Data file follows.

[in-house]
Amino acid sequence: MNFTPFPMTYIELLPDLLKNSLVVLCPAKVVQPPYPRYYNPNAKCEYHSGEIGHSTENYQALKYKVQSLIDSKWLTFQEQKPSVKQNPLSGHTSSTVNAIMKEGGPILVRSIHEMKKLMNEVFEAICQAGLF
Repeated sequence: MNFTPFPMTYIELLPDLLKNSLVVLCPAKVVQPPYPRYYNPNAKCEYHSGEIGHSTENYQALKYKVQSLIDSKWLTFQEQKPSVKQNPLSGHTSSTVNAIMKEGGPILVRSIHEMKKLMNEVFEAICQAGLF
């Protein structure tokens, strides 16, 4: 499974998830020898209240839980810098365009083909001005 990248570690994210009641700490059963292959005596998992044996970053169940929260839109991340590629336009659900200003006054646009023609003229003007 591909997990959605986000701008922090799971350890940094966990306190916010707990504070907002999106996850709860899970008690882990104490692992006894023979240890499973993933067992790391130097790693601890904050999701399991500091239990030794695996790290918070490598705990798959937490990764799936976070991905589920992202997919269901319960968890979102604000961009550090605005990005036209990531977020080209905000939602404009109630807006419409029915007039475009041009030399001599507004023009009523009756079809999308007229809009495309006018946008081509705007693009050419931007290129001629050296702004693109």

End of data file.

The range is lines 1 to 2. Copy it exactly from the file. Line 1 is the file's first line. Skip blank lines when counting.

[in-house]
Amino acid sequence: MNFTPFPMTYIELLPDLLKNSLVVLCPAKVVQPPYPRYYNPNAKCEYHSGEIGHSTENYQALKYKVQSLIDSKWLTFQEQKPSVKQNPLSGHTSSTVNAIMKEGGPILVRSIHEMKKLMNEVFEAICQAGLF